Linux Overview

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					                       Linux Overview




                                                   John Mathieson
            Tux                                    IEEE Monthly Meeting
                                                   February 3, 2009
Official Mascot of Linux Kernel




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              Brief History of GNU/Linux

• 1985 Free Software Foundation (FSF) founded by Richard
  Stallman. Along with other programmers creates the tools
  needed to make a UNIX compatible OS
• 1985 Professor Andy Tannenbaum creates a UNIX like
  operating system based on System V Unix for the IBM PC &
  PC/AT computers. It is called Minix.
• 1989 Richard Stallman releases GPL and GNU software but
  lacks a free kernel.
• 1991 Building on the concepts in Minix, Linus Torvalds (Finnish
  college student) develops Linux along with help from other
  users on the web.

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                        What Linux is

• Strictly speaking Linux refers to the kernel
• GNU/Linux more accurately describes the Operating System.
  Linux Kernel combined with GNU utilities and libraries
• Distribution – GNU/Linux bundled with other applications.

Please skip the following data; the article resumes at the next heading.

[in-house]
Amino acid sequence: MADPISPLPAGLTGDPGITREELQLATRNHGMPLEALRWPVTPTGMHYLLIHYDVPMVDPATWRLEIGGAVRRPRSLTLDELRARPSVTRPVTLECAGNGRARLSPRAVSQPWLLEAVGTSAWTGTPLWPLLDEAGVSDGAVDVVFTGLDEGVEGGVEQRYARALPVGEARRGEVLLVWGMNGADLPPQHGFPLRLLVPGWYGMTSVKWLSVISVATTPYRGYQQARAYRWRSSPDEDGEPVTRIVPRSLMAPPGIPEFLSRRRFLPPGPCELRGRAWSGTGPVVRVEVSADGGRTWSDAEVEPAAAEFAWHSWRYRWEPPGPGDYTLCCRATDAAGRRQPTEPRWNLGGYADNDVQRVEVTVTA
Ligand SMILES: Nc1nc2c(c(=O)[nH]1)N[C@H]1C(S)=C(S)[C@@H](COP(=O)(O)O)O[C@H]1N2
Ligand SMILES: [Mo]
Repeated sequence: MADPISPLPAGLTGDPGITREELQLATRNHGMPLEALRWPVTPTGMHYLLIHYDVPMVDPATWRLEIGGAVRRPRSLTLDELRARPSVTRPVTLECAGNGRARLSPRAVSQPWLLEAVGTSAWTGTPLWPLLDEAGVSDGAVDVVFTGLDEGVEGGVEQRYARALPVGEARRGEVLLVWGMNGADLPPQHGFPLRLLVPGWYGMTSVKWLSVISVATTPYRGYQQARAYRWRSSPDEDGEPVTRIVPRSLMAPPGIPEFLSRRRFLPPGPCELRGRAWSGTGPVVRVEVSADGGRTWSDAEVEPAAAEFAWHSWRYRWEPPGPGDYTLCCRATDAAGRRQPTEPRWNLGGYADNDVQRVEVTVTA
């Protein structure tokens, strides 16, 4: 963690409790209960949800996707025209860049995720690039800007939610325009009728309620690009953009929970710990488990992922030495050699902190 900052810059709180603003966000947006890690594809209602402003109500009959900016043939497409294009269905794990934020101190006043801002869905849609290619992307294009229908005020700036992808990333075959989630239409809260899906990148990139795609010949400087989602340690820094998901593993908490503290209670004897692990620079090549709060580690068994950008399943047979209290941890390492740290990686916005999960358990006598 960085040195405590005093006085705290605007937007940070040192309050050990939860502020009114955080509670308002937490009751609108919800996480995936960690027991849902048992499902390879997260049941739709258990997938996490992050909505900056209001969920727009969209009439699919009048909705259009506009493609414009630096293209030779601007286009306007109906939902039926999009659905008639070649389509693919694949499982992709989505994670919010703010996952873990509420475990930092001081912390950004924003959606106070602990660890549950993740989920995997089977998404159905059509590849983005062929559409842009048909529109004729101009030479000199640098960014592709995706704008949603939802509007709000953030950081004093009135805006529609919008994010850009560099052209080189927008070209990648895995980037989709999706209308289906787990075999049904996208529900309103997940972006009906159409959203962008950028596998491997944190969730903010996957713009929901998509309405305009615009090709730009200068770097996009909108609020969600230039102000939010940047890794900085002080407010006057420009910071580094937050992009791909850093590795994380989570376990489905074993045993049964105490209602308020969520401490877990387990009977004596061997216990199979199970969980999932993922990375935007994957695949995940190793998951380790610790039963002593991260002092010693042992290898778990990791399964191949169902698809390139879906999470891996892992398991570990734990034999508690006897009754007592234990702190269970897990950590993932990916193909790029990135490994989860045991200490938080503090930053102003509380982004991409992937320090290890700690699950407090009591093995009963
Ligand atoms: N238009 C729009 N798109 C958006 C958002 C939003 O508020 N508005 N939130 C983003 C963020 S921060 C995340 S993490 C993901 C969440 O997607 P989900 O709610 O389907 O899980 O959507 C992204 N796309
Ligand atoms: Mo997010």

Examples Red Hat Linux, Debian, Ubuntu, Suse, Knoppix, etc.
• Distributions can be compiled and maintained by an
  individual or corporation. Can be small (single floppy disk) or
  span several CD/DVDs.
• www.distrowatch.com for more information



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                       Open Source Software

•   Open Source Software (OSS) generally refers to software for which the source
    code is available and which the licensing scheme permits the user to modify it and
    redistribute it in modified or unmodified form.

GNU copyleft1
• Nobody should be restricted by the software they use. There are four freedoms
  that every user should have:
• the freedom to use the software for any purpose,
• the freedom to change the software to suit your needs,
• the freedom to share the software with your friends and neighbors, and
• the freedom to share the changes you make.
• When a program offers users all of these freedoms, we call it free software.

1 www.gnu.org

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                           Linux Distributions
•   Red Hat (Enterprise) Linux is probably the largest commercial Linux vendor. Focus
    on stability and long term support. Red Hat sponsors a community version
    (Fedora) which undergoes a more rapid development cycle.
•   KNOPPIX – The first Live CD version. The OS can be booted from, and run
    completely off the CD. KNOPPIX is based on Debian Linux. Many vendors now
    offer Live versions. No installation necessary.
•   Ubuntu based on Debian Linux. Ubuntu claims to be most popular desktop
    version. Many applications and excellent “update mechanism” contribute to its
    sucess. Revenue is created by selling technical support.
•   Puppy – This distribution is small enough to be loaded entirely in RAM. This frees
    up the CD/DVD drive for other uses. Configuration can be saved to a file between